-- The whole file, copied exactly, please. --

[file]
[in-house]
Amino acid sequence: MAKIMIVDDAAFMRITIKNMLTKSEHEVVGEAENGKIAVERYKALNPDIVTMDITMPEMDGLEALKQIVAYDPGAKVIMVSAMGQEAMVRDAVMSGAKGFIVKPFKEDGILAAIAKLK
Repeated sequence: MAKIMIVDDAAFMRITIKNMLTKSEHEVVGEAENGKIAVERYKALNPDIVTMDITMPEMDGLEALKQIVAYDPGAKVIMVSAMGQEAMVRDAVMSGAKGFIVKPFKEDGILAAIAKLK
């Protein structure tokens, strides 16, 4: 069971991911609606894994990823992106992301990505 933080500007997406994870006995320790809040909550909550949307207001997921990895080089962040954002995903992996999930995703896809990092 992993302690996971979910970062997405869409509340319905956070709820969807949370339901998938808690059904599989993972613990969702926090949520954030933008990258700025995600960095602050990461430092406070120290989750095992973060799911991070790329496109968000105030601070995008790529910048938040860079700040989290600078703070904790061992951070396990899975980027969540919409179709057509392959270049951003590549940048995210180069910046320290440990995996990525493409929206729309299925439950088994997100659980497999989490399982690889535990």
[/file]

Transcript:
[in-house]
Amino acid sequence: MAKIMIVDDAAFMRITIKNMLTKSEHEVVGEAENGKIAVERYKALNPDIVTMDITMPEMDGLEALKQIVAYDPGAKVIMVSAMGQEAMVRDAVMSGAKGFIVKPFKEDGILAAIAKLK
Repeated sequence: MAKIMIVDDAAFMRITIKNMLTKSEHEVVGEAENGKIAVERYKALNPDIVTMDITMPEMDGLEALKQIVAYDPGAKVIMVSAMGQEAMVRDAVMSGAKGFIVKPFKEDGILAAIAKLK
């Protein structure tokens, strides 16, 4: 069971991911609606894994990823992106992301990505 933080500007997406994870006995320790809040909550909550949307207001997921990895080089962040954002995903992996999930995703896809990092 992993302690996971979910970062997405869409509340319905956070709820969807949370339901998938808690059904599989993972613990969702926090949520954030933008990258700025995600960095602050990461430092406070120290989750095992973060799911991070790329496109968000105030601070995008790529910048938040860079700040989290600078703070904790061992951070396990899975980027969540919409179709057509392959270049951003590549940048995210180069910046320290440990995996990525493409929206729309299925439950088994997100659980497999989490399982690889535990």